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"Composers are creative; makers," said Linda Holzer, a professor of music at the University of Arkansas at Little Rock and the coordinator of classical piano studies at the school. "They make music. They use melody, harmony and rhythm to create a world. It's a musical world, and it's shaped by what they know.

"I'm a classical pianist, and the music I play includes piano solo and chamber music. In September 1997, as part of events in honor of the 40th anniversary of the desegregation of Little Rock Central High School, I performed a chamber music recital with Arkansas native, cellist and musicologist Ernest Lamb. ... We played a piece by William Grant Still. It's called 'Summerland.' The music sounds like Arkansas. Last summer, I rode my bike along the Arkansas River. On a day in June, I looked around me and saw the beautiful, expansive flowing water of the river. I saw the lush vegetation of the landscape. I looked up at the blue sky and saw the white, fluffy clouds of summer days. And I thought, 'William Grant Still surely makes music that reminds me of Arkansas.'"

On Wednesday, I wrote about Florence Price, a black composer who was born in Little Rock in April 1887. I quoted from a New Yorker article about Price and noted that there seems to be a resurgence in interest in the work of this native Arkansan, who died in Chicago in 1953. She's not the only famous black composer to have been raised in Little Rock. Still wasn't born in Arkansas' capital city. He was born in May 1895 in Woodville, Miss., but Still's mother moved to Little Rock with her infant son after her husband died later that year.

"Still and his mother lived with his grandmother, and his mother worked as a teacher," Michael Dabrishus writes for the Encyclopedia of Arkansas History & Culture. "In 1904, Still's mother married a railway postal clerk, Charles Benjamin Shepperson, whose own interest in music influenced the young Still. With Shepperson's support, he studied violin in 1908 with violinist William Price, who lived for a short time in Little Rock. Still attended M.W. Gibbs High School in Little Rock and graduated in 1911 as class valedictorian. That fall, he enrolled at Wilberforce University in Ohio, where his mother hoped he would pursue studies in medicine. His interest in music, however, led him to leave Wilberforce in early 1915 without graduating in order to play in bands and orchestras in Ohio."

During the noon hour on a recent Friday, I joined several dozen other people at the Mosaic Templars Cultural Center in downtown Little Rock. We were there to hear Holzer play selections of Still's music and talk about his life.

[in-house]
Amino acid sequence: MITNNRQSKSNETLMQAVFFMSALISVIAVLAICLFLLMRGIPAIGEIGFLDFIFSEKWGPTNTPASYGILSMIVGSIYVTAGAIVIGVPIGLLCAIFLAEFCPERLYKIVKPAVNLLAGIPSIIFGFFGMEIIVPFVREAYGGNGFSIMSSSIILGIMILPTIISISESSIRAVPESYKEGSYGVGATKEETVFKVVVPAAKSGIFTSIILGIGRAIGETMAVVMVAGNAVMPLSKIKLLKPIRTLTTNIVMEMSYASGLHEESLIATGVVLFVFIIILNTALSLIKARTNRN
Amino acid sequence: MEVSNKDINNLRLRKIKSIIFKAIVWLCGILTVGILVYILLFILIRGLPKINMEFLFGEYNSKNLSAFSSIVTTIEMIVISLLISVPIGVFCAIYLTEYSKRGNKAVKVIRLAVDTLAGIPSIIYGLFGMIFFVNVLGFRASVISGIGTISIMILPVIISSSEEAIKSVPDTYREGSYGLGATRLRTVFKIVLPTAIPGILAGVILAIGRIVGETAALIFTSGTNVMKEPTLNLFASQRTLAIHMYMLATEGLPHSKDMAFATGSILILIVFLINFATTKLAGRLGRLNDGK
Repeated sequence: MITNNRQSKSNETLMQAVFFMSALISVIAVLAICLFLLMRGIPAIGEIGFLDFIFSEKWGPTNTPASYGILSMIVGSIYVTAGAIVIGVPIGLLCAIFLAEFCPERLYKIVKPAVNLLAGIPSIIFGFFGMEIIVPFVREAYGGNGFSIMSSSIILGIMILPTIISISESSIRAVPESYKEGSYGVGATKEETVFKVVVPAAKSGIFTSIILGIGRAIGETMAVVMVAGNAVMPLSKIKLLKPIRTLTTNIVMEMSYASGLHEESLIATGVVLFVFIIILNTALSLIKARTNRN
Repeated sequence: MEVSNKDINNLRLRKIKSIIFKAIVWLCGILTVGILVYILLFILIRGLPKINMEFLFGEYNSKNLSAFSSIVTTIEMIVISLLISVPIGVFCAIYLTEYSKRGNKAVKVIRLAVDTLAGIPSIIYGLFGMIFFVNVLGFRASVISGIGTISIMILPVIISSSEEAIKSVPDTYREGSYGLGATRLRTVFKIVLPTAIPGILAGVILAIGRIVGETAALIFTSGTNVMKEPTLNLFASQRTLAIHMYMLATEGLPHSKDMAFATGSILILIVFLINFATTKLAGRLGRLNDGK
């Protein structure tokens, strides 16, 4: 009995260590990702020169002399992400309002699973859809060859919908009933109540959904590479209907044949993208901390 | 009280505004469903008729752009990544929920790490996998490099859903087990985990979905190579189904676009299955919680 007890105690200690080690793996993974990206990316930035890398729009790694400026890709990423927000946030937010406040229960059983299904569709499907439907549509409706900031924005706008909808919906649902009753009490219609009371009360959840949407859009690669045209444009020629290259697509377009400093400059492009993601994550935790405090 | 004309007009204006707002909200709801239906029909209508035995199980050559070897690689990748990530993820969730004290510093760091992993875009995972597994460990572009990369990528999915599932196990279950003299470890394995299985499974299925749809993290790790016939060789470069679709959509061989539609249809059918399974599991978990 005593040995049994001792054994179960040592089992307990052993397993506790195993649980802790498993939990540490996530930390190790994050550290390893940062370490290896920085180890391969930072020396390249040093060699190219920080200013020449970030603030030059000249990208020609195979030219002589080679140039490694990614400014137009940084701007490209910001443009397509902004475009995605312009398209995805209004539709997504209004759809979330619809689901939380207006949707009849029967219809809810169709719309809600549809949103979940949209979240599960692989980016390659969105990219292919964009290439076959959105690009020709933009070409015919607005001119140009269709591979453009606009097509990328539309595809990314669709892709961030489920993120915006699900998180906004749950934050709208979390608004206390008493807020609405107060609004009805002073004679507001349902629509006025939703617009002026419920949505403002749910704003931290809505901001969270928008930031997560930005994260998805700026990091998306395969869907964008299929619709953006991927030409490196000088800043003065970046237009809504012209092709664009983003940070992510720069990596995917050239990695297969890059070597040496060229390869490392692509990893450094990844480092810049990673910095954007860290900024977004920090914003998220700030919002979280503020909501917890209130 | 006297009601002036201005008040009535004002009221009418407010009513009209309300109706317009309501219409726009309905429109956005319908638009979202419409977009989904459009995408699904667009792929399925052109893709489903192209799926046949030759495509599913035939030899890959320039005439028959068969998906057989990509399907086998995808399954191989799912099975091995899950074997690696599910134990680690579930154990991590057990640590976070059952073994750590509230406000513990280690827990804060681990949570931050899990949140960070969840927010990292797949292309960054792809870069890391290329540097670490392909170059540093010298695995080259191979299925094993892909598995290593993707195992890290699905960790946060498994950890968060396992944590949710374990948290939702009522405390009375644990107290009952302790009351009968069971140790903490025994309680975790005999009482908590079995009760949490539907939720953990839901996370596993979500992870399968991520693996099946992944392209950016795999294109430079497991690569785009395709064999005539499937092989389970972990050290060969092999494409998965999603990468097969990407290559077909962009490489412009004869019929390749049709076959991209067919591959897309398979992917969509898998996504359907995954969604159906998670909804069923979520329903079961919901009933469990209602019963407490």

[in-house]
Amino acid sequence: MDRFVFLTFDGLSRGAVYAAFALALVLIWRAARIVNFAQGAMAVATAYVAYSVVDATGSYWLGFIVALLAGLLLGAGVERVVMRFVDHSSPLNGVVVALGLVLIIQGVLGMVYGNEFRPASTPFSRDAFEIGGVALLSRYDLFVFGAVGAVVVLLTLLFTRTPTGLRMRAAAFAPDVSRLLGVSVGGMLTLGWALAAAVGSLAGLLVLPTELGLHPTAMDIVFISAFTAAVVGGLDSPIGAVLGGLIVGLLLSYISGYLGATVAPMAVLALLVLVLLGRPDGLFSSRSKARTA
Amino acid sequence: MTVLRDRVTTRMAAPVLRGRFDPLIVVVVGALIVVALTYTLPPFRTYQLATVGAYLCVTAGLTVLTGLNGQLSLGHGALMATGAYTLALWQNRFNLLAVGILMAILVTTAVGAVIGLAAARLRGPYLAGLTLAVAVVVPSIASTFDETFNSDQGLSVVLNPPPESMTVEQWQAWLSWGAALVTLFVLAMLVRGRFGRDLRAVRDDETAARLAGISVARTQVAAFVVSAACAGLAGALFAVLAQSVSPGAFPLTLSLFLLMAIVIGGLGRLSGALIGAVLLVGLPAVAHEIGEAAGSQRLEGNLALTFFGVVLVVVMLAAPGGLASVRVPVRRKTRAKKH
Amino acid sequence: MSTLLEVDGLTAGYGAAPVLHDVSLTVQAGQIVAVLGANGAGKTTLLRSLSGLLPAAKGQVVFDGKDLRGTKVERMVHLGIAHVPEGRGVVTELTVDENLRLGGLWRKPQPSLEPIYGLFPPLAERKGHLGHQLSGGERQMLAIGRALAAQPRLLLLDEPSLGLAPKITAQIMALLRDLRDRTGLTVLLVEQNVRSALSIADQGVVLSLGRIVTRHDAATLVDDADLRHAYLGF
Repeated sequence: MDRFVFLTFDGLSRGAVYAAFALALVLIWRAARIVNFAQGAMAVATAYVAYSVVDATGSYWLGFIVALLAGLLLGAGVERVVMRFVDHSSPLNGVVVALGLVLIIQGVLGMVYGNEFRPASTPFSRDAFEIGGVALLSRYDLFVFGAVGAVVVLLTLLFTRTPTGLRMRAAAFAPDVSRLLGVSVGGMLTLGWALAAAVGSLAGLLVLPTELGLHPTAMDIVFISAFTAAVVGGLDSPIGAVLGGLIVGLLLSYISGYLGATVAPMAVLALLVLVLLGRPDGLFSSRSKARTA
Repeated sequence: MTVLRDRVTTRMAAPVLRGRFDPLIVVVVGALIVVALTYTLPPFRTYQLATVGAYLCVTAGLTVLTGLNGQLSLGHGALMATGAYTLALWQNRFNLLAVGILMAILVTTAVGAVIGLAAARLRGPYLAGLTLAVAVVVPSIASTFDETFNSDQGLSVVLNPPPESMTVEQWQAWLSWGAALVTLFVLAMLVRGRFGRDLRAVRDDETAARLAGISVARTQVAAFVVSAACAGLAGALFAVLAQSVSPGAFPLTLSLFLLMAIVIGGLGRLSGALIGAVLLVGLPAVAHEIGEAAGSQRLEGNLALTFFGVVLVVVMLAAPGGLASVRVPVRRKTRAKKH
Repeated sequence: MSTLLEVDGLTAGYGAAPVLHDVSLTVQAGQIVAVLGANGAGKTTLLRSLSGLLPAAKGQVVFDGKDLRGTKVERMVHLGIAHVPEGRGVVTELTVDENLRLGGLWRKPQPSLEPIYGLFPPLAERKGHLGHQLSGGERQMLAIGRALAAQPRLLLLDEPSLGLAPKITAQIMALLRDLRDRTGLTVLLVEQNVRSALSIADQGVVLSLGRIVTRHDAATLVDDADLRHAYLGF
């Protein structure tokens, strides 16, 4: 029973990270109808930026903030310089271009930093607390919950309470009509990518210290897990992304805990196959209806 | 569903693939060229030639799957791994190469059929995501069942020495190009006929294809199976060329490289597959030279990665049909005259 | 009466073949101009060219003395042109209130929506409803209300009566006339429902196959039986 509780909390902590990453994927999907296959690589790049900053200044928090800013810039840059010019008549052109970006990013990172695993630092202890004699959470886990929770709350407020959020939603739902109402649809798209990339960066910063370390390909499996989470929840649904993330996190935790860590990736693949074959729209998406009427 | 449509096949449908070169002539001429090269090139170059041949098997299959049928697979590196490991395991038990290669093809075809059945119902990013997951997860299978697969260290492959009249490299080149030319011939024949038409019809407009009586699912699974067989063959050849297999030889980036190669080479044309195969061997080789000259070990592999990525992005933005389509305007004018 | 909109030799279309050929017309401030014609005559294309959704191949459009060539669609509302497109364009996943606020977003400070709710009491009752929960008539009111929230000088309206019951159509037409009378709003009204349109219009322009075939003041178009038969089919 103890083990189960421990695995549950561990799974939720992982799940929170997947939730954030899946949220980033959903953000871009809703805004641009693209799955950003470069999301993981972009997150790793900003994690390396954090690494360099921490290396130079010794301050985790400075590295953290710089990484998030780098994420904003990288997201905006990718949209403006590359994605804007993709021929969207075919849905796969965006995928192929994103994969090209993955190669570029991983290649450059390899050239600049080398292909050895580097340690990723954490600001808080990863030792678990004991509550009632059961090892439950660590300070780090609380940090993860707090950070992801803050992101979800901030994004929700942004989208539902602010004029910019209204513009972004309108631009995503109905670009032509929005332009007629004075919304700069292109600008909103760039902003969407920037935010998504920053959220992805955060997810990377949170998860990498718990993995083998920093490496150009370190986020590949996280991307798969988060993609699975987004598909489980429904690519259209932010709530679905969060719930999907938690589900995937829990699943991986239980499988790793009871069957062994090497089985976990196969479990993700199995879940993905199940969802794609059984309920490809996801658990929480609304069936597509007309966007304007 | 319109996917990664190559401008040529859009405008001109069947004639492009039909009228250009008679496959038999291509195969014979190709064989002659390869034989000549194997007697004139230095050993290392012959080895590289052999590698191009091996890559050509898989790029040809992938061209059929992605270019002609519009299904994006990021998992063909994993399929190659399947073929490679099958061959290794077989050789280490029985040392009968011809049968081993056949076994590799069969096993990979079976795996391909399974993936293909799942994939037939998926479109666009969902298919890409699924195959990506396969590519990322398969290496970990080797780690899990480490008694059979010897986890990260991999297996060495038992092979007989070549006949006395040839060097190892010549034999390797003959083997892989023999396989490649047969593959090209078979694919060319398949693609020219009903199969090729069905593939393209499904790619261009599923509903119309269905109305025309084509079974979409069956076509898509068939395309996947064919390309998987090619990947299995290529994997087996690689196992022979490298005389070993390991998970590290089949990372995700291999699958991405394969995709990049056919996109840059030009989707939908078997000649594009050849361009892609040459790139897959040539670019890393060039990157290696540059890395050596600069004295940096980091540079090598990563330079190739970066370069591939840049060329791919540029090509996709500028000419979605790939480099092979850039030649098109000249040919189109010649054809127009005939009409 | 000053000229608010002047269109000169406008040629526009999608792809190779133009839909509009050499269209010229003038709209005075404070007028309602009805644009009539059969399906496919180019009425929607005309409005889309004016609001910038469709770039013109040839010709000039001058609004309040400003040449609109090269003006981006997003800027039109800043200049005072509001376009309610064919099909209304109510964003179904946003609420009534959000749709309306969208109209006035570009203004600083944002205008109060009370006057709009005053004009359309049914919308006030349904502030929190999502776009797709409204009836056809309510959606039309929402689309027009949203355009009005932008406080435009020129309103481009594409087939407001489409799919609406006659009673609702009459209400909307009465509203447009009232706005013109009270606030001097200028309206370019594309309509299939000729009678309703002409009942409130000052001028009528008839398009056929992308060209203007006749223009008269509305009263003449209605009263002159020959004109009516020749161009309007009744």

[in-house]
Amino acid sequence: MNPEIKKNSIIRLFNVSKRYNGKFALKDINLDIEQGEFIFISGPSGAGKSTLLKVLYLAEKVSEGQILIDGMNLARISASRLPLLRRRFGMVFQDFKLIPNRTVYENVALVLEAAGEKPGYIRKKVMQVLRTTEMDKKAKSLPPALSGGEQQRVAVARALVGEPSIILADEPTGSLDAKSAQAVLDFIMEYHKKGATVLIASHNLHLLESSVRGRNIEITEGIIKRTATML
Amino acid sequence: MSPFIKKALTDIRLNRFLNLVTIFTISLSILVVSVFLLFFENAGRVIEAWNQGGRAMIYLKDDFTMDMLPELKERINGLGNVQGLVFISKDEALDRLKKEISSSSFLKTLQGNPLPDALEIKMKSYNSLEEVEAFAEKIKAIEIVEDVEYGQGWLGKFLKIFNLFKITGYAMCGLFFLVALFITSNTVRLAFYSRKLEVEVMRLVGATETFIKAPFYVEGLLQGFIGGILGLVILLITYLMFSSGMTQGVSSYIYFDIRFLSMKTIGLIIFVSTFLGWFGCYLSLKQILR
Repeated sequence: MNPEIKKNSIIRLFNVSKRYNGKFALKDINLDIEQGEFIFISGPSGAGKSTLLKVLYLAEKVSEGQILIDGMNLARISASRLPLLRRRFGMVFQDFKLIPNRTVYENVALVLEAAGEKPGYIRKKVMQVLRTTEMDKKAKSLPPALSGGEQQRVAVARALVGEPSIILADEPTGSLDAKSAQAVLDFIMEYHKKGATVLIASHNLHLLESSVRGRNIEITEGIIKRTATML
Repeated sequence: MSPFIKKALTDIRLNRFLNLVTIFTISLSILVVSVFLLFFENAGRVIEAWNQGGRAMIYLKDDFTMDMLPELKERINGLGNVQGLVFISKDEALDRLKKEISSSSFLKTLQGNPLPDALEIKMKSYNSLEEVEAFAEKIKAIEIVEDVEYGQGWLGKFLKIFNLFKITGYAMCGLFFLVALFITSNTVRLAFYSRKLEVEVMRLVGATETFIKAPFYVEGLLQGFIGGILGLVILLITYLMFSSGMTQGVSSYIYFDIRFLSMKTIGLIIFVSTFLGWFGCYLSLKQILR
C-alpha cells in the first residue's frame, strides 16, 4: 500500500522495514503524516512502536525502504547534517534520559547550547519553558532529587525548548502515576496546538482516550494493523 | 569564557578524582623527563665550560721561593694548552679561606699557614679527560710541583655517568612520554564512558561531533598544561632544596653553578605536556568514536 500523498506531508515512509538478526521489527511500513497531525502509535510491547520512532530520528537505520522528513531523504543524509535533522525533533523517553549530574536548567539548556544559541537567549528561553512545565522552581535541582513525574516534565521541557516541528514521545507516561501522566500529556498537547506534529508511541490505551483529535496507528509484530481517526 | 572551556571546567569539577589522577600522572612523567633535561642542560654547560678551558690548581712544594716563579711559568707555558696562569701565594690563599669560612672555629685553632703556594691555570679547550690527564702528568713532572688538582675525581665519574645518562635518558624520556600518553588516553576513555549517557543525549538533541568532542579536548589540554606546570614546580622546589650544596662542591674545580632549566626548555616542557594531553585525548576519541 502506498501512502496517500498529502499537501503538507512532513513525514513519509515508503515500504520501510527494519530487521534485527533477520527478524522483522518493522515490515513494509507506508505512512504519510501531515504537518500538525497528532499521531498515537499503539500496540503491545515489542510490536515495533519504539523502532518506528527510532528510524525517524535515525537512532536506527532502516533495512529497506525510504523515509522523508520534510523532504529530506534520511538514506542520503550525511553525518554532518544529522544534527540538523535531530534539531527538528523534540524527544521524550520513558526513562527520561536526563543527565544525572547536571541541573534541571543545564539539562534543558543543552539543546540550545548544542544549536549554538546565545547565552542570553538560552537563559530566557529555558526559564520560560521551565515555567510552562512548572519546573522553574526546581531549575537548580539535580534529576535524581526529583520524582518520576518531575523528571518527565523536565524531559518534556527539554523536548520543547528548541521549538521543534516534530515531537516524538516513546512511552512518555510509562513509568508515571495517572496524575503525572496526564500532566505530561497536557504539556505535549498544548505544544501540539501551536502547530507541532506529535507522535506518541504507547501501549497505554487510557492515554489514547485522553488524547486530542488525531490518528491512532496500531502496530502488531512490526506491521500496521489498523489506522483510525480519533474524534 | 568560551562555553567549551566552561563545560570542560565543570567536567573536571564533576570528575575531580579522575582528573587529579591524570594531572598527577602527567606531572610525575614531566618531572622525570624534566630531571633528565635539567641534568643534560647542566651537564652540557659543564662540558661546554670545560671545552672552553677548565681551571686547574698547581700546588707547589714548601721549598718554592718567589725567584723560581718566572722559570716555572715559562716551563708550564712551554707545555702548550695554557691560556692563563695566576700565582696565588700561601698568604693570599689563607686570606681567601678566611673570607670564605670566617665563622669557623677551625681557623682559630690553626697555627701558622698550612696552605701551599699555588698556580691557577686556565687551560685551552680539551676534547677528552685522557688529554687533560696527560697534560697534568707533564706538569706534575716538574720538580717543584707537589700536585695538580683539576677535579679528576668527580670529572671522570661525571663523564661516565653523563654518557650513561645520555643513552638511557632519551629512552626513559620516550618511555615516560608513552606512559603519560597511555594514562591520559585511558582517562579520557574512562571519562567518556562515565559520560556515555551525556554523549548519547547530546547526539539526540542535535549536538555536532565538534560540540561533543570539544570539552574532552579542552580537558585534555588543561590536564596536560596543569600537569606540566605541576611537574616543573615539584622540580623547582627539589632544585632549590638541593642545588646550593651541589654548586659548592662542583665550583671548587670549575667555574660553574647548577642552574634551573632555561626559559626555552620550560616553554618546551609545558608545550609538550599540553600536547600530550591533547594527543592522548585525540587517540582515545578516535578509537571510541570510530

Still's mother taught high school English for 33 years. Shepperson nurtured his stepson's musical interest by taking him to operettas and buying Red Seal recordings of classical music. His maternal grandmother, Anne Fambro, would sing spirituals to him.

Still would later say of his grandmother: "I have much to thank her for. She was one of the old-fashioned devout Christians. She had been a slave, although she was one of the fortunate ones who didn't have to work in the fields. She had seen slaves being herded along the country roads of Georgia on the way to the slave mart. She knew and sang the old songs that voiced the slaves' belief that God wouldn't forget them. Because of her influence, I have been enabled to realize the value of things spiritual and to love them. ... Each day when I would come home from school, she would have something special prepared for me--pies, cookies, candy or something good that she had made."

Still said he "had to be" the high school valedictorian because "my mother made up her mind that I must be, and she made me study. She would never work out any problems that presented themselves for me but would force me to work them out for myself."

In addition to the violin lessons, Still taught himself to play the clarinet, saxophone, oboe, double bass, cello and viola. He was six weeks shy of graduation when he left Wilberforce. He was awarded scholarships to study at the Oberlin Conservatory of Music and later moved to Memphis, where he was hired by W.C. Handy to compose arrangements for Handy's band. Still joined the U.S. Navy in 1918.

What was titled the "Afro-American Symphony" was completed by Still in 1930 and first performed in 1931 by the Rochester Philharmonic Orchestra. It was the first symphony by a black composer to be performed by a major orchestra. In 1933, meanwhile, Price became the first black female composer to have a symphonic composition performed by a major orchestra. The Chicago Symphony Orchestra performed her "Symphony in E Minor." It's interesting that both Price and Still were raised in Little Rock and that both were high school valedictorians.

"Still's mother died in 1927," Holzer said. "He never considered returning to live in Arkansas. There was a lot of racial tension in the state at that time following the implementation of Jim Crow laws and the Elaine race massacre of 1919. Most black servicemen found it difficult to return to the South from Europe. Additionally, we know that the end of World War I was a trying time medically. That was when the 1918 influenza epidemic struck, killing hundreds of thousands of people globally. For a composer, the East Coast and the West Coast offered more opportunities for professional growth."

Still died in Los Angeles at age 83 in December 1978.


Senior Editor Rex Nelson's column appears regularly in the Arkansas Democrat-Gazette. He's also the author of the Southern Fried blog at

Editorial on 03/10/2018

Print Headline: Still’s musical world

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